Northern Lights best places to see in Norway

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This is one of the most beautiful places on the planet, the northern lights. A natural phenomenon that thousands of people visit every year to see, and it’s no wonder why. The famous lights circle the polar caps at various points throughout the year, their multi-colored edges creating a breathtaking sight. Choosing where to see them can be a difficult decision; This article will go over several options to give you a better idea of how to experience this magical event.

Norway.

Tromso, in the far north of Norway, is famous for its amazing places to see in Norway and active Aurora Borealis. The region lights up after the long summer days, and its location above the Arctic Circle, in the northern lights region, is recognized as one of the best places to experience the twinkling lights. The town is equipped with everything you’ll need during your stay, but that’s not the only way to enjoy the lights in the region, there’s also the option of crossing Norway’s fjord-lined coastline and enjoying the lights in the open water.

Finland.

Finland is another northern country famous for its access to the aurora borealis. Many visitors visit Luosto in northern Finland, where Chalet Aurora is located. The lodge is known for its warning system that alerts guests to the presence of the Northern Lights, with data fed into the hardware from the Northern Lights Research Center in the neighboring town of Sodanaklia. If it’s too far north, the lights can be admired in the sky above Nelim, a town near Inari, Finland’s third largest lake; It provides a great vantage point to watch the twinkling lights over the quiet lake.

Iceland.

Moving away from Scandinavia, our next destination will be the small island of Iceland. As Iceland is famous for its nightlife, it is a great destination for viewing the northern lights. If you want to see the lights while you’re here, head to Pangvelir National Park. The park is a UNESCO World Heritage Site and is located where the North American and Eurasian continental plates meet, creating a wide open swath ideal for viewing the Aurora Borealis.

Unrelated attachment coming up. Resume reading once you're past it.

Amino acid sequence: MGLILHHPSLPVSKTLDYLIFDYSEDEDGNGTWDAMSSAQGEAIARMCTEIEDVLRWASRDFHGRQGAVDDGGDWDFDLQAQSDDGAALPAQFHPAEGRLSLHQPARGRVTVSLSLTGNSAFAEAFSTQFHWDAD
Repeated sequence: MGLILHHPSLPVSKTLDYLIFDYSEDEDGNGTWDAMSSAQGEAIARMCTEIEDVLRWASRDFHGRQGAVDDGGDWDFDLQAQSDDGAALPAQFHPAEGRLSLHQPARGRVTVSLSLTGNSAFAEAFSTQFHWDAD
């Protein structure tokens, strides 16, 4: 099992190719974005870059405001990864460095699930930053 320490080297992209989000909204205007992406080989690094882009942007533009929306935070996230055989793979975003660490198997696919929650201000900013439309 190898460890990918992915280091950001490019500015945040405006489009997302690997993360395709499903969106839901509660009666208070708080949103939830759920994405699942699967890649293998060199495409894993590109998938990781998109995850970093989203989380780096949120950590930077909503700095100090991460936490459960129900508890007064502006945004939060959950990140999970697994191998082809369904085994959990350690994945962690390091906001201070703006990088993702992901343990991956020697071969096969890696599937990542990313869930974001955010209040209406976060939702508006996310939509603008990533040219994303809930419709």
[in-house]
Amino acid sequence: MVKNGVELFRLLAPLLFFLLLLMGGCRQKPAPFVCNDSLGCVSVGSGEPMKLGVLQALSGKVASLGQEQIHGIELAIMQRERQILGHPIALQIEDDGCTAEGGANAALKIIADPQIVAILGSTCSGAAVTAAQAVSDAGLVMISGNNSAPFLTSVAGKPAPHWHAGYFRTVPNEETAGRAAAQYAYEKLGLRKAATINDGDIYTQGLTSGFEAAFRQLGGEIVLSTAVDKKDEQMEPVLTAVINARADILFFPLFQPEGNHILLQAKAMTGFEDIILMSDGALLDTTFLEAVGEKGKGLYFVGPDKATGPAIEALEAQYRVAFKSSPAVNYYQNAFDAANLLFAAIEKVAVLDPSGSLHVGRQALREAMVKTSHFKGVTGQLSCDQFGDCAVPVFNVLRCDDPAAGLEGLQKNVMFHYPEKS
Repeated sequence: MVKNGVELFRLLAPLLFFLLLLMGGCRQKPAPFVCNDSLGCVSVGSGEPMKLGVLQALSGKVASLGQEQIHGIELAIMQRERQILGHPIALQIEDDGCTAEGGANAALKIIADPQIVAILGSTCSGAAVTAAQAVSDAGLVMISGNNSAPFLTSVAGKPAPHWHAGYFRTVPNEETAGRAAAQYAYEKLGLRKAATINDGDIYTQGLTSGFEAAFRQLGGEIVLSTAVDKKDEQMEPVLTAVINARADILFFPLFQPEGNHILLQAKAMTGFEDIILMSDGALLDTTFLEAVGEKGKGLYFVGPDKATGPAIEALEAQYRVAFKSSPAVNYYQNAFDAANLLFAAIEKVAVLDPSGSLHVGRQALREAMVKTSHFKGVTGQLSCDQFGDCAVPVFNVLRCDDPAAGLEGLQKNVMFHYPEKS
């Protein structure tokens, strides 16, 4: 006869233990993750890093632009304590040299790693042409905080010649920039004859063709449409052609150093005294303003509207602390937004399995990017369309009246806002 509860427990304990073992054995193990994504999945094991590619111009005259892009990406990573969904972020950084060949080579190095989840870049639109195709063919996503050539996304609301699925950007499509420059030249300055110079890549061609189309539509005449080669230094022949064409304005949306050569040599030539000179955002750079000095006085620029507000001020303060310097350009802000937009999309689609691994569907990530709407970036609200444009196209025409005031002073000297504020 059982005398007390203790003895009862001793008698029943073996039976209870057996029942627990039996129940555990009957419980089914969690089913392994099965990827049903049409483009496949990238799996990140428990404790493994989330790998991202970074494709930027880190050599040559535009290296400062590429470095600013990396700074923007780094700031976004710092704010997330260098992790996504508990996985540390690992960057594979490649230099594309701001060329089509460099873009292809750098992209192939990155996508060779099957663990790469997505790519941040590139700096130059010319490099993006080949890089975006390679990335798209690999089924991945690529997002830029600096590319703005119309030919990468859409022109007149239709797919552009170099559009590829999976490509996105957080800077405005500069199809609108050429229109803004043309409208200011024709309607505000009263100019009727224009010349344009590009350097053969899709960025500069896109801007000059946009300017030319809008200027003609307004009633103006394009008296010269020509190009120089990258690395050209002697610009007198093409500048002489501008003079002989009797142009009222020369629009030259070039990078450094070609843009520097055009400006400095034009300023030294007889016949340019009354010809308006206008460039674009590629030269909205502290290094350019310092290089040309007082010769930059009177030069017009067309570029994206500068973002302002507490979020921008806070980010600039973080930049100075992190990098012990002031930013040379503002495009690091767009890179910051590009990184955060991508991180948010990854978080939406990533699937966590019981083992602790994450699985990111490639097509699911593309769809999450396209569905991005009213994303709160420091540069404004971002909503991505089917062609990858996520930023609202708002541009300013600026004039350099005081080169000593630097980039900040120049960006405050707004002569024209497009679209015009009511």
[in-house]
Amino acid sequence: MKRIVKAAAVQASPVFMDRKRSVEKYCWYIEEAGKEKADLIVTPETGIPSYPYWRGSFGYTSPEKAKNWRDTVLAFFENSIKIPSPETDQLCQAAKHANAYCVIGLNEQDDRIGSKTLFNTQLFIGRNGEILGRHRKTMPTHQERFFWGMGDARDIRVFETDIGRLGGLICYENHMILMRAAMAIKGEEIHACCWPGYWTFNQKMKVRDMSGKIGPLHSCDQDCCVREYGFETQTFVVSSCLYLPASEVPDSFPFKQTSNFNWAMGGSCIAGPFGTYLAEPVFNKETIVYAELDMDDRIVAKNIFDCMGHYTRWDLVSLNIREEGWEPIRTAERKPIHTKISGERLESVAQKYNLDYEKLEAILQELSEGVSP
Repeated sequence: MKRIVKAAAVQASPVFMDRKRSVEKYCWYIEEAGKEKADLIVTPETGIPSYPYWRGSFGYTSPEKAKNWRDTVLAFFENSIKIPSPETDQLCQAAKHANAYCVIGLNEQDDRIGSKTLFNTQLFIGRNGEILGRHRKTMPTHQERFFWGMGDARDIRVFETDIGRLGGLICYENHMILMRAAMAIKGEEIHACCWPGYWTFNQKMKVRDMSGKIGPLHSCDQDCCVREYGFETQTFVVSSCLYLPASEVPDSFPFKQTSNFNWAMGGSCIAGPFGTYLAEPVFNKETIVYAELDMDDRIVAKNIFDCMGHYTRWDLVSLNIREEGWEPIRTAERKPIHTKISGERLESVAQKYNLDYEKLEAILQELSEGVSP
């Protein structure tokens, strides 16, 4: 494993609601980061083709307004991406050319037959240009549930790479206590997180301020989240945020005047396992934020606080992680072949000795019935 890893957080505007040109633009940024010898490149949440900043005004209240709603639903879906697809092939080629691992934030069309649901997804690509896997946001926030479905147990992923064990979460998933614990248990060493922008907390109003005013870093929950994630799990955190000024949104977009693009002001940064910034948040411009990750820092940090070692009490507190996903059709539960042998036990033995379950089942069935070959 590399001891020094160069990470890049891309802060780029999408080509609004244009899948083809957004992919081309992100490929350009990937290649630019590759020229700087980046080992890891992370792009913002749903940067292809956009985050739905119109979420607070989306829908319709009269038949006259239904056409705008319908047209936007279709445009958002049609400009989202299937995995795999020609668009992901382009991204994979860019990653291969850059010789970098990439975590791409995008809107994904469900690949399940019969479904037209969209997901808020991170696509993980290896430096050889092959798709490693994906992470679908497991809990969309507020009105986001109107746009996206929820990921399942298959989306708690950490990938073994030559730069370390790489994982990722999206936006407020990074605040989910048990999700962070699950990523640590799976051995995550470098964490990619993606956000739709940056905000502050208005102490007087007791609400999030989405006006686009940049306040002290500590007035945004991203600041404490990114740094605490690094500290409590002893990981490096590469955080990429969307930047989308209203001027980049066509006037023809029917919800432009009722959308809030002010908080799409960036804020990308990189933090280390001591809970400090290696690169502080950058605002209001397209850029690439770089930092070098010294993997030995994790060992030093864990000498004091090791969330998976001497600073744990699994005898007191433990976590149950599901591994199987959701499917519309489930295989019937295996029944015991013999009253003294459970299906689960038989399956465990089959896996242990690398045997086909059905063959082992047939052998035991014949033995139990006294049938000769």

Alaska.

The last destination on our list is on the other side of the globe, Alaska. Although not often associated with the aurora borealis, the US state is still in the northern lights zone. The best way to see the lights here is on a cruise away from the big city lights.

Solar storms are caused by charged particles, and the Sun ejects these charged particles into space. These charged particles wander aimlessly through space, and some are caught in the magnetic fields of the north and south poles. As they are absorbed by the magnetic attraction, they eventually collide with the Earth’s atmosphere, and their electric potential charge is affected in the magnetosphere and becomes unstable. This imbalance will inevitably radiate light energy, causing the colors seen in the sky. Gases in the atmosphere are also responsible for colors. Oxygen is believed to be responsible for the green and red colors.

As we are in year 11 of the 11-year solar cycle for the northern lights, there is no need to leave the UK to see the northern lights in other countries. This is the perfect time to see the amazing natural phenomenon without having to travel to major destinations like Norway, Iceland or Canada to see the Northern Lights. The Northern Lights can be seen to some extent in the Scottish Highlands. You can also visit Thurso and see Thurso Castle, a 12th century castle. Seeing the northern lights while there is like killing two birds with one stone. You can imagine photographing the colorful and sparkling aurora dancing above the castle.

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